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Maryland

Hockey game to benefit former detective hurt in line of duty

The police officers who make up the Maryland Law hockey team play weekend games against fellow officers, military groups or firefighters. This Saturday, the last game of the season, they take to the ice against retired professional players.

In a game organized as a benefit for a fellow officer who was sidelined from the Baltimore County force as a result of line-of-duty injury, Maryland Law will face off against the Washington Capitals Alumni, retirees who can still skate a good game.

"We are not intimidated," said Cpl. Rob Overfield, captain of Maryland Law, who plays center. "This is a charity game."

Overfield, a Baltimore County police detective, has set up the competition to raise money for Matt Ackley, a former detective who has a debilitating neurological condition and can no longer work on the force.

"I have been following his story and I want to help out," Overfield said. "Hockey has never been more popular than now, and it's a good way for us to capitalize on this cause."

Ackley, married and the father of three who range in age from 3 to 11 years, has gone from being healthy and active to coping with chronic pain and loss of movement. In 2007, when he was assigned to the Northpoint Precinct's drug unit, he was injured during a scuffle with an armed drug dealer. Surgeons repaired the initial injury but during his recovery, Ackley, now 34, developed a complication that led to Reflex Sympathetic Dystrophy, a painful condition that affects joints, muscles and bones. The disability means he cannot return to the job he loved, Ackley said.

"When the idea for this game was presented to me, I was thrilled," said Ackley. "Police form a brotherhood and go through a lot together. For them to still be thinking about me is amazing."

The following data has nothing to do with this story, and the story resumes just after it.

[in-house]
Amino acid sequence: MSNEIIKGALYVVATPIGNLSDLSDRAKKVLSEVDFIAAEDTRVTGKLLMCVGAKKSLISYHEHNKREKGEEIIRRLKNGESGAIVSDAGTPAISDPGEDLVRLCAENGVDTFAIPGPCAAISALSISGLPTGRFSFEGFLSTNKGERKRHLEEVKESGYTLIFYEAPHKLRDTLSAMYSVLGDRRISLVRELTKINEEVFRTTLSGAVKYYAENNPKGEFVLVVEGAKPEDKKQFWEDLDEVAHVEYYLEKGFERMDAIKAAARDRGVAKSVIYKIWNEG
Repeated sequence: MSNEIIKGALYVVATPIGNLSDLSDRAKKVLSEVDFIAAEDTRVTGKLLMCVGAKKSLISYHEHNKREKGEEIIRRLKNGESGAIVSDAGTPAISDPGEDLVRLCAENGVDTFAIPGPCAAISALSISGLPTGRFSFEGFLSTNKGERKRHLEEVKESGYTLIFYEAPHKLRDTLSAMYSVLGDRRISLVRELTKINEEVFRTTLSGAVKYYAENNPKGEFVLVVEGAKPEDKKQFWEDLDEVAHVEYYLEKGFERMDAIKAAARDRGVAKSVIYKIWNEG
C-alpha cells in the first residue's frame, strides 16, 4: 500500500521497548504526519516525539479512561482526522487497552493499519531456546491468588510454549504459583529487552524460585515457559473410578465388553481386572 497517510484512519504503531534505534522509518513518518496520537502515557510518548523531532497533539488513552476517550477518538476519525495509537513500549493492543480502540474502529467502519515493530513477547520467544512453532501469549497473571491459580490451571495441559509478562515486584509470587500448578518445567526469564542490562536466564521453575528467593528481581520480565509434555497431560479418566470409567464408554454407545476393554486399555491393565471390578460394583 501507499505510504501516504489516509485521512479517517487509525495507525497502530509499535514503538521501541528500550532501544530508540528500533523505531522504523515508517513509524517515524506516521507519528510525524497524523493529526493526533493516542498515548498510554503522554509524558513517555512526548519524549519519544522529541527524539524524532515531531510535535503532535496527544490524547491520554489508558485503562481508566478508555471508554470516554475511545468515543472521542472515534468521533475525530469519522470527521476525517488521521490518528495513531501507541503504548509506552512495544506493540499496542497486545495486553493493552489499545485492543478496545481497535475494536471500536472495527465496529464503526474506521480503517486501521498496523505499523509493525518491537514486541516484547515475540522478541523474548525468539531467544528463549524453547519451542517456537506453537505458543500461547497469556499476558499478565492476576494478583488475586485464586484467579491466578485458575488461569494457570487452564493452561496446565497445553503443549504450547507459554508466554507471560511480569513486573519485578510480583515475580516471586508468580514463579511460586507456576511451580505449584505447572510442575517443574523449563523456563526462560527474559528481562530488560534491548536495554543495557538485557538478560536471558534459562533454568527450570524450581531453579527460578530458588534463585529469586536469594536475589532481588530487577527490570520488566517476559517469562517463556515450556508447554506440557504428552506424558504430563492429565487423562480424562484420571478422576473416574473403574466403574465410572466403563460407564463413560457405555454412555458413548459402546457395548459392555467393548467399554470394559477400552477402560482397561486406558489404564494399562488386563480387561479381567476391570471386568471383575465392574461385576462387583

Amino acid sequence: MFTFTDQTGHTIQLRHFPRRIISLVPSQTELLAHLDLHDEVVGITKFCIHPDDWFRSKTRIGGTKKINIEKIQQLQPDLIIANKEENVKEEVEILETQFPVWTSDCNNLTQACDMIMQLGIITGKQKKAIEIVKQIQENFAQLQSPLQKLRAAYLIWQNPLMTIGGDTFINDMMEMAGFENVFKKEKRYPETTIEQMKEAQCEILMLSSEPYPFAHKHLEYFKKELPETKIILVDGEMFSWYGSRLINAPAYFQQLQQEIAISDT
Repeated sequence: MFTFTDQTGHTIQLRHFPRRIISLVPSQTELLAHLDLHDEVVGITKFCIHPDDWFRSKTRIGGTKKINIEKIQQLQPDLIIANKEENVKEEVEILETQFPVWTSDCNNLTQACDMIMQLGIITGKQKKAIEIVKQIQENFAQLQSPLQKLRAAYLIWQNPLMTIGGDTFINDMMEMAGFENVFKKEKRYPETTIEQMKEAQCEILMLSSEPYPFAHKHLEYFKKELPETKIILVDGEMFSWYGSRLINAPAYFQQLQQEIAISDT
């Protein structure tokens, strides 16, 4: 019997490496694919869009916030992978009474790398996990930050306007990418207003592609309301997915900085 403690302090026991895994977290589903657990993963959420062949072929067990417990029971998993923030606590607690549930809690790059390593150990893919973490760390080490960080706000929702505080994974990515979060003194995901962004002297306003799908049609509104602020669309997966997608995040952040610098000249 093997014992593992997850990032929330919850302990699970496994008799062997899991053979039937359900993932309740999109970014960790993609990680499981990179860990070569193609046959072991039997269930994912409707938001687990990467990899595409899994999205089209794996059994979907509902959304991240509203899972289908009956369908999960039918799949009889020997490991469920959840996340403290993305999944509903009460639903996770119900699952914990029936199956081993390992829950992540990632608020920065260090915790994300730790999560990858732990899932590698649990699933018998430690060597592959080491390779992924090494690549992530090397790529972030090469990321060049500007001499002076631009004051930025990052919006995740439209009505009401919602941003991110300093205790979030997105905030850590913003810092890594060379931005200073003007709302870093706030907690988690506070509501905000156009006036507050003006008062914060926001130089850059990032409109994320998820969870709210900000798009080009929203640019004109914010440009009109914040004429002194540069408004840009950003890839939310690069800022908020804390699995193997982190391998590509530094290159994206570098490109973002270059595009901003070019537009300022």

Although he did not play in the police league, Ackley is an ardent hockey fan and plans to attend the game with his family.

Even though Baltimore is not known as a hockey town, Overfield said he hopes the opportunity to see several big-name players for a $10 entry fee will draw spectators to the Mount Pleasant Arena.

Gary Rissling, a former Capital who now owns two Baltimore-area restaurants, promises spectators and players a spirited match. The alumni players' confidence is somewhat tempered by the age gap and fitness level of their opponents, he said.

"They might be thinking of this as David vs. Goliath, but we are thinking we are the David," Rissling said. "We will get stomped if we don't watch it. Most of us are on the other side of 50, and these guys are young and fit."

Hockey fans should see thrilling ice action from familiar players, Rissling said. Yvon Labre, the first Capital to have his number retired, Gord Lane, a defense star who helped propel the New York Islanders to the Stanley Cup four times, and Peter Bondra, one of the highest-scoring Capitals, should all be crowd-pleasers, he said.

"This is our chance to give back to the community," Rissling said. "That is something of a passion for us, especially when it means giving back to guys who lay their lives on the line every day for all of us."

The event, which will run from 3 p.m. to 7 p.m., will also include a silent auction and several raffles. Attendees could go home with sports memorabilia or tickets to future hockey and baseball games.

Tickets, which are $10 for adults, $5 for children and free to children 5 years and younger, are available at the door to the Mount Pleasant Arena, 6101 Hillen Road. Information: signal911@zoominternet.net.


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